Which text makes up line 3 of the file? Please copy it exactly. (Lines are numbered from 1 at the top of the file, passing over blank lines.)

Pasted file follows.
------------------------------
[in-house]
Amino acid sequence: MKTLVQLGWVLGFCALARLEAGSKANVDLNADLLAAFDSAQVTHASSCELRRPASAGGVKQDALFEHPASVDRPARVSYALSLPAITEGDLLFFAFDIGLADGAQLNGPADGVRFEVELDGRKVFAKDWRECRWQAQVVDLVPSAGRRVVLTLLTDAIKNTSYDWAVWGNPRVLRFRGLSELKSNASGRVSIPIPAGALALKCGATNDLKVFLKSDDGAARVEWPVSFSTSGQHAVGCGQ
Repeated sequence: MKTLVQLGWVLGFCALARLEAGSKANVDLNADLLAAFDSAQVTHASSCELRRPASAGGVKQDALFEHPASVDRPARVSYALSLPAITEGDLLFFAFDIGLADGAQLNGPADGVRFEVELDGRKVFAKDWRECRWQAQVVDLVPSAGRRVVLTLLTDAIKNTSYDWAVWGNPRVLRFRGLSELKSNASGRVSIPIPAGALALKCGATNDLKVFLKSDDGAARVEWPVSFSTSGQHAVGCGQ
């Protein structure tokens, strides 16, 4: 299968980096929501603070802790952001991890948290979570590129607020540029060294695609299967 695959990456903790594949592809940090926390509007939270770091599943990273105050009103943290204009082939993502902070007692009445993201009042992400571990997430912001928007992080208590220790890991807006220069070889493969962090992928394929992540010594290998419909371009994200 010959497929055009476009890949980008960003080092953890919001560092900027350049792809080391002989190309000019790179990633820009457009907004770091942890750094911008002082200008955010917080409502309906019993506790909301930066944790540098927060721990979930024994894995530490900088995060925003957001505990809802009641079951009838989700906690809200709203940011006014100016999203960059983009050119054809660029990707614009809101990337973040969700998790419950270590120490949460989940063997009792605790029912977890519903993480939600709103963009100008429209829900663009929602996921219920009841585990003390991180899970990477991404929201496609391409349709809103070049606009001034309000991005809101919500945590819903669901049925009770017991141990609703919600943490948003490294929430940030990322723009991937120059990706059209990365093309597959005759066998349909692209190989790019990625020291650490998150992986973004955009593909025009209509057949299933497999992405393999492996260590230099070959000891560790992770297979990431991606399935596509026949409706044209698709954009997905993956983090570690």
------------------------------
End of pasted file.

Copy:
Repeated sequence: MKTLVQLGWVLGFCALARLEAGSKANVDLNADLLAAFDSAQVTHASSCELRRPASAGGVKQDALFEHPASVDRPARVSYALSLPAITEGDLLFFAFDIGLADGAQLNGPADGVRFEVELDGRKVFAKDWRECRWQAQVVDLVPSAGRRVVLTLLTDAIKNTSYDWAVWGNPRVLRFRGLSELKSNASGRVSIPIPAGALALKCGATNDLKVFLKSDDGAARVEWPVSFSTSGQHAVGCGQ